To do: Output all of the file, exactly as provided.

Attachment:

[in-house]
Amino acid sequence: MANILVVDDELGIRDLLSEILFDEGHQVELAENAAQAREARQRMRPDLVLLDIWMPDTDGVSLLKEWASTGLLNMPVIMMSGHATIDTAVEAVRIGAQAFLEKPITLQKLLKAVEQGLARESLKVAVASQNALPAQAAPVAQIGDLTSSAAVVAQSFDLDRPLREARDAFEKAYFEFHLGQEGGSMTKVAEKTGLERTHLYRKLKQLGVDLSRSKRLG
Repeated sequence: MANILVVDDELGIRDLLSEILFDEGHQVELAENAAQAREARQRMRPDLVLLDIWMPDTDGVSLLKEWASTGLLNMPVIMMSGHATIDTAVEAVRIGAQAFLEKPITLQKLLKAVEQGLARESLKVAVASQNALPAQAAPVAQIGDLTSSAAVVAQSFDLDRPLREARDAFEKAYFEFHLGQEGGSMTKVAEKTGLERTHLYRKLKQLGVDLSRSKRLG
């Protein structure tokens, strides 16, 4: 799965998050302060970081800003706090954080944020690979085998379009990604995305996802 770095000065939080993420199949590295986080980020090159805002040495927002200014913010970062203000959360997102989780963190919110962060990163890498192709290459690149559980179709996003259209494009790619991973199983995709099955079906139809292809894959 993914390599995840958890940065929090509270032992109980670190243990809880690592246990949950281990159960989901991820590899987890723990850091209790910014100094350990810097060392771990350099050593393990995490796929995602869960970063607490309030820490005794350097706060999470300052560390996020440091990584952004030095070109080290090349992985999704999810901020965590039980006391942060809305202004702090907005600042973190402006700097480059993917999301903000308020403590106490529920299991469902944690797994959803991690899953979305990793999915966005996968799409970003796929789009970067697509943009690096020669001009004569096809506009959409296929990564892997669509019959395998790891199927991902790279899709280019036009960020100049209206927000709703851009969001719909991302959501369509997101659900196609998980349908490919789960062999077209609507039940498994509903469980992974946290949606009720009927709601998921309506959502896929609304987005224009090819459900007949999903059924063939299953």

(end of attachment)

[in-house]
Amino acid sequence: MANILVVDDELGIRDLLSEILFDEGHQVELAENAAQAREARQRMRPDLVLLDIWMPDTDGVSLLKEWASTGLLNMPVIMMSGHATIDTAVEAVRIGAQAFLEKPITLQKLLKAVEQGLARESLKVAVASQNALPAQAAPVAQIGDLTSSAAVVAQSFDLDRPLREARDAFEKAYFEFHLGQEGGSMTKVAEKTGLERTHLYRKLKQLGVDLSRSKRLG
Repeated sequence: MANILVVDDELGIRDLLSEILFDEGHQVELAENAAQAREARQRMRPDLVLLDIWMPDTDGVSLLKEWASTGLLNMPVIMMSGHATIDTAVEAVRIGAQAFLEKPITLQKLLKAVEQGLARESLKVAVASQNALPAQAAPVAQIGDLTSSAAVVAQSFDLDRPLREARDAFEKAYFEFHLGQEGGSMTKVAEKTGLERTHLYRKLKQLGVDLSRSKRLG
């Protein structure tokens, strides 16, 4: 799965998050302060970081800003706090954080944020690979085998379009990604995305996802 770095000065939080993420199949590295986080980020090159805002040495927002200014913010970062203000959360997102989780963190919110962060990163890498192709290459690149559980179709996003259209494009790619991973199983995709099955079906139809292809894959 993914390599995840958890940065929090509270032992109980670190243990809880690592246990949950281990159960989901991820590899987890723990850091209790910014100094350990810097060392771990350099050593393990995490796929995602869960970063607490309030820490005794350097706060999470300052560390996020440091990584952004030095070109080290090349992985999704999810901020965590039980006391942060809305202004702090907005600042973190402006700097480059993917999301903000308020403590106490529920299991469902944690797994959803991690899953979305990793999915966005996968799409970003796929789009970067697509943009690096020669001009004569096809506009959409296929990564892997669509019959395998790891199927991902790279899709280019036009960020100049209206927000709703851009969001719909991302959501369509997101659900196609998980349908490919789960062999077209609507039940498994509903469980992974946290949606009720009927709601998921309506959502896929609304987005224009090819459900007949999903059924063939299953």